Roving thoughts and provocations

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China’s Death-Row Reality Show

Ding Yu interviewing a prisoner

Until it was taken off the air last December, one of the most popular television programs in China’s Henan province, which has a population of 100 million, was “Interviews Before Execution.” The presenter was Ding Yu, a pretty young woman, always carefully dressed with colorful scarves and blouses; in each episode, she would interview on camera a condemned murderer who was about to face a firing squad or a lethal injection.

While Beijing has long been known for its use of capital punishment, the practice has usually been kept out of official media apart from exceptional cases. For some years, the Chinese government has been charged by Amnesty International and other human rights groups with having executed thousands of people—far more than all other countries combined, according to human rights groups. (Iran is a distant second, although with its far smaller population it has a higher per capita death rate, followed by Yemen and the United States.) There are 55 different crimes (recently reduced from 68), ranging from tax evasion to unspecified “crimes against the state,” that now qualify as capital offenses. The number of people executed for committing these crimes is a state secret.

With Ding Yu’s five years of interviews, however, capital punishment was brought directly into Chinese homes—and with government endorsement. As the BBC explained in its airing of a recent Chinese-made talk show about the program that will soon air on PBS, the channel on which it appeared is supervised by the state; the State Propaganda Department and the judges who handed down the sentences also had to approve each program. The interviews were launched in 2006, and there were over 200 in the program’s five-year run. Of the 55 capital crimes, Ding Yu chose only clear-cut cases of murder: out of over 200 condemned murderers only five refused to be interviewed. She claims most wanted to have their say. Her director says, smiling, “If you feed someone a banana, they will follow you.”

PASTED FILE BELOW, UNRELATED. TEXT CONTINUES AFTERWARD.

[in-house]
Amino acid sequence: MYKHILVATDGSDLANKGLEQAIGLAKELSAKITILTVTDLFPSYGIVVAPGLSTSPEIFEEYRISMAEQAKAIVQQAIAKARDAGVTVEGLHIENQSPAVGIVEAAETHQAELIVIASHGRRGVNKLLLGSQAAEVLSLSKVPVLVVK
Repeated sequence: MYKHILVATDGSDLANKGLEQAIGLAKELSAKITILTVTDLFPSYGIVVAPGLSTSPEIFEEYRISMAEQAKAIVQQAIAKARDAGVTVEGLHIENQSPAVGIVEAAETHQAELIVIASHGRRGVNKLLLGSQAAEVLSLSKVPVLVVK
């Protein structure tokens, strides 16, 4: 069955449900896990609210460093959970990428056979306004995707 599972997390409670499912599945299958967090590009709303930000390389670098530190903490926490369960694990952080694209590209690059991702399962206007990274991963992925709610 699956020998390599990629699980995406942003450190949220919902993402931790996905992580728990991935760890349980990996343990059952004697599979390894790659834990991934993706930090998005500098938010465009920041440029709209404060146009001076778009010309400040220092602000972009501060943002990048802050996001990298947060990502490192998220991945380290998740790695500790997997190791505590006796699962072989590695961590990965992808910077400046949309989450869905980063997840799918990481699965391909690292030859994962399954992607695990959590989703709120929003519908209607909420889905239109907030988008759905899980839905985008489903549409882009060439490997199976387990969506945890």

Ding Yu says that her object in doing the interviews is to show harsh punishment for evil deeds, and to urge viewers to be “reasonable and tolerant.” By the time they appear on her program, Ding’s capital offenders have gone through the Chinese justice system with no presumption of innocence and been sentenced, often in a quick court-room procedure without legal representation or witnesses, the BBC noted.

She asks the convicted killers to apologize on camera. A man who stabbed his wife to death tells his daughter he is sorry for killing her mother. The daughter, with her back to the camera, sees this. Such scenes, says Ding Yu, “lift a stone from their [the murderers’] hearts.” Very young children are shown in an orphanage for the offspring of murderers. They do not speak of their parents’ crimes “because they are ashamed. “

The only details of the execution process omitted from Ding Yu’s programs are the executions themselves. The BBC states that although the practice is illegal, on their way to the place of execution the condemned are paraded through city streets in open trucks with placards around their necks stating their names and crimes. We see this. We are shown an officer exhorting a firing squad to do their duty well and remember this is a dangerous business. They shout in unison that they are ready.

Moments before they are killed, we see Ding’s murderers signing a document and providing their fingerprints to show they are not appealing against their sentences. Then they have a chance to meet their families. This is also filmed. With a guard gripping each shoulder and their chains and manacles clanking, they loudly apologize to their relatives. The program’s boss choreographs this final scene and Ding Yu asks questions. One weeping mother apologizes for having beaten her murderer son once.